Asuka’s flute had awakened him to awareness, like Asako, and led his spirit to this time and place. He was as yet unaware of where he had been, had no immediate recollection of the accident, or exactly what brought him to this precise moment. As confused seconds passed, his mind was deluged with images that played out the last minutes of his earthly life. Too stunned to move, he remained still and silent as first little Kyoko chan and then Bara turned to look in his direction, as if prompted by an innate sixth sense. Neither of them spoke, but only gazed at him in wonder as Asuka played the last notes of her song. Having done so, she likewise was compelled to look his direction. She involuntarily gasped when she first saw him, standing quiet and serene in the gathering darkness.

Before he could speak, his attention was abruptly diverted to the corridor of trees a short distance away. Only he heard the musical tinkling of temple bells coming from that direction, just before he became aware of the sweet scent of jasmine and the gradually increasing white light emanating down the tree-lined path. He had seen the beauty of the moonlit corridor when alive, but it was different this time, the light made all the more radiant because of her.

“Do you see that?” questioned Sky, breaking the silence following Asuka’s requiem.

They all turned their attention toward the moonlit corridor.

“The light through the trees…” Kenji Tanaka’s granddaughter Kasumi exclaimed, never completing the sentence.

‘And the jasmine…’ thought Silence. The aroma had significance to her, Kwai, and to Ryoko and her family. They knew it was somehow connected to Asako. 

“The light…” ventured Midori, “the full moon does that.”

“But there is no full moon,” stated Kwai.

True enough. At that moment there was a crescent moon high above, its meager light made pale by the dark gray clouds that had moved across the heavens from the southwest, but no full moon near the mountain forest or tree lined corridor leading to the cliff edge.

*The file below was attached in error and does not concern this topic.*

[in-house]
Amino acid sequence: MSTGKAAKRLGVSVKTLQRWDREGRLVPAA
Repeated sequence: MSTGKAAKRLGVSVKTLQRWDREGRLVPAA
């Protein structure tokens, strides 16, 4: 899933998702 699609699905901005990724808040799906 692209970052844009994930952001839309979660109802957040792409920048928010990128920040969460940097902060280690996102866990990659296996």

Following the action of the others, Asuka gazed toward the arboreal corridor, then back to the Left Hand of God. He turned his eyes toward her then and smiled, as if to relieve her of any guilt she may have had connected with his death. She returned the smile and nodded her head in mute gratitude as tears formed in her eyes. He nodded in return and then began walking toward the trees, pausing only once to look back at his friends a final time before he continued toward the light.

Those assembled could see the bright white illumination, but only three of them, Kyoko, Bara and Asuka could see the source. As they watched, spellbound by the sight, they beheld a glowing Asako chan in a flowing white dress emerge from the trees, moving as though gliding on ice. When Sung Ji approached she reached out with a slender hand to grasp one of his, after which they both entered the moonlit corridor.

“Ogasa’ (Mother),” said Kyoko as she looked up at Ryoko, “can you see? Cousin Asako has come for the samurai. She is truly happy now that he is beside her. At last she is with her first and only love.”

Ryoko, speechless, looked at her daughter, then back toward the Moonlit Corridor.

Even before Asuka saw the woodsman’s daughter, she knew, because her spirit essence was in tune with hers, that the brilliant luminescence was somehow generated by Asako.

“They will be together until the end of time…” mused Asuka.

“Sister,” said Mariko, “you seem so sad, yet still you smile…”

“I smile for their happiness,” she revealed, “even though my own tears fall.”

“I’m relieved to know you’ve accepted that,” interjected Midori. “To be honest, I’ve been concerned. And yet, although you fell into the rushing river of love you never behaved as if you were struck by lightening. You were moody, but for the most part just rode the currents, never straining against the tide.”

“Will you love again?” Mariko asked sheepishly.

“Perhaps…” Asuka mused, then went silent.

“I’m not certain exactly what you’ve experienced these last few months,” Midori declared, “but I never would have expected that you would have matured so much in such a short time.”

Asuka remained silent, but her eldest sister’s words brought a smile to her face.

Meanwhile, the light from the corridor faded and waned, finally disappearing altogether.

“It is done,” said Bara with a smile. “His temporal sojourn, like hers, is over. Their journey united is just beginning.”


© Copyright 2019 C Wm Bird. All rights reserved.